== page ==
'Jurassic World Dominion''s feathered dinosaurs were included for the first time to update the movie according to the latest scientific findings.

The sixth installment in the 'Jurassic Park' franchise starring Chris Pratt hit cinemas earlier this year and it introduced audiences to a number of dinosaurs covered in feathers which were seen for the first time in the movie series - and now visual effects supervisor David Vickery has explained director Colin Trevorrow wanted the film to give a more accurate depiction of what many dinos actually looked like.

He told Screenrant.com: "I think one of the ... (instructions from Trevorrow) was not sort of correcting the sins of the previous films, because not having feathers on dinosaurs in 'Jurassic Park' and 'Jurassic World' was because science didn't believe that dinosaurs had feathers at the time that those movies were created.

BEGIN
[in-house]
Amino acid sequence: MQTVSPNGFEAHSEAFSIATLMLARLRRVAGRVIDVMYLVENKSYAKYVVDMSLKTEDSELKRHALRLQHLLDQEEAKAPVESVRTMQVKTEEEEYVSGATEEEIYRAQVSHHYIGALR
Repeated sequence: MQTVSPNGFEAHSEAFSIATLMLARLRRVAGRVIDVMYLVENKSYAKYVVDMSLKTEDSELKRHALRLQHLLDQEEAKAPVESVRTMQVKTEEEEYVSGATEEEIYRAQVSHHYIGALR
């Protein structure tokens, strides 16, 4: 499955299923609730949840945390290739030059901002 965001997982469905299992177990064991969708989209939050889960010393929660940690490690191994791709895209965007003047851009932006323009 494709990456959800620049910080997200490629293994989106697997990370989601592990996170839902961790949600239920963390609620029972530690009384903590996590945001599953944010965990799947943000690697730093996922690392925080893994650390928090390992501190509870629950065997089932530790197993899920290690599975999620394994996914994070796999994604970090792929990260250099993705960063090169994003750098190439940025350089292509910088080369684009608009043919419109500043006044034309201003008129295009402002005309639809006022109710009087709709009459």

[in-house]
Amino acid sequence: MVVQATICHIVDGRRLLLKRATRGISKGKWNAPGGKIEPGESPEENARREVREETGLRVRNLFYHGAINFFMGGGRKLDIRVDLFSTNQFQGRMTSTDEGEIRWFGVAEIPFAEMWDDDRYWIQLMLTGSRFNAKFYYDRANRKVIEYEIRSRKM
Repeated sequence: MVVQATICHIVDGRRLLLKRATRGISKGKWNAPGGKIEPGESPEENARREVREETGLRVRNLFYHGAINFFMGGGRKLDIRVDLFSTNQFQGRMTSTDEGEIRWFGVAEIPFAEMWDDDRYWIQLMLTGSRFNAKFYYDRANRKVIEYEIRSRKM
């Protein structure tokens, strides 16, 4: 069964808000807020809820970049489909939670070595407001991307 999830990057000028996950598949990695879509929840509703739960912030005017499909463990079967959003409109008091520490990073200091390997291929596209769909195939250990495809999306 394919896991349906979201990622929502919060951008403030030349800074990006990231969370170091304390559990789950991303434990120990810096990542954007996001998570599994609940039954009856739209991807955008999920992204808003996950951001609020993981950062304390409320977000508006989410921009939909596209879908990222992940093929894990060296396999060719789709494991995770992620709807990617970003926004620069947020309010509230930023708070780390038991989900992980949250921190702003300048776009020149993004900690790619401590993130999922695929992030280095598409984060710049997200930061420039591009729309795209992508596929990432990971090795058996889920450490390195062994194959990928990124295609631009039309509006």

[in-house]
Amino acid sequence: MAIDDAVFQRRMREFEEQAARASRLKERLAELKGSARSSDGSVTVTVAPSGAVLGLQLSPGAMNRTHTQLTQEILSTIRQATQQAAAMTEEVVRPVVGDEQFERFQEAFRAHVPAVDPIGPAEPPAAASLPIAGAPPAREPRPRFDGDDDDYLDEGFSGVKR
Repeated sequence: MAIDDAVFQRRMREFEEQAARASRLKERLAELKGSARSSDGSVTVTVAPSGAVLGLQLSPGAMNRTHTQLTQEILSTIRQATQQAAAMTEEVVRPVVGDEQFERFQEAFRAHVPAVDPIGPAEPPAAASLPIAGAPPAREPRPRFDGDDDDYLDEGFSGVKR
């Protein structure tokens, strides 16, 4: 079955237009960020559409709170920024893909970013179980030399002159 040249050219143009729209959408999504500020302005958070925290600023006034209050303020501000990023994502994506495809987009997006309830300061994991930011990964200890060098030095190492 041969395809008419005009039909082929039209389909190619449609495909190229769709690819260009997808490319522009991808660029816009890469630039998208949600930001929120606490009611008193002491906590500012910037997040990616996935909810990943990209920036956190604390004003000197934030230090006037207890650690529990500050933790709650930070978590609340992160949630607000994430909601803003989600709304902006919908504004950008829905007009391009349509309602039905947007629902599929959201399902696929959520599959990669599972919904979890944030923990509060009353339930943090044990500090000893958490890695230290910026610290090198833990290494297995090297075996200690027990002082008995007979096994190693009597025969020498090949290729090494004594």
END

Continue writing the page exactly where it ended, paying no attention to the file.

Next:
"So the characters have been established, but to try to give back to the fanbase and establish that, 'Okay, we can have feathers in a 'Jurassic' franchise.' That's something that people have been crying out for for a long time ..."

He added that it was also a huge technical achievement to put feathers on the dinosaurs.

Vickery said: "Technically, 'Jurassic World Dominion' really pushed the envelope in terms of feathers. That's a huge creative and technical challenge that we had set before us on the film, but also just trying to realise these creatures in so many different environments, in snow and ice and in the forest and in the hot desert sun, in Malta and in really urban environments, as well as the sort of traditional jungle environments that we're used to seeing them ... "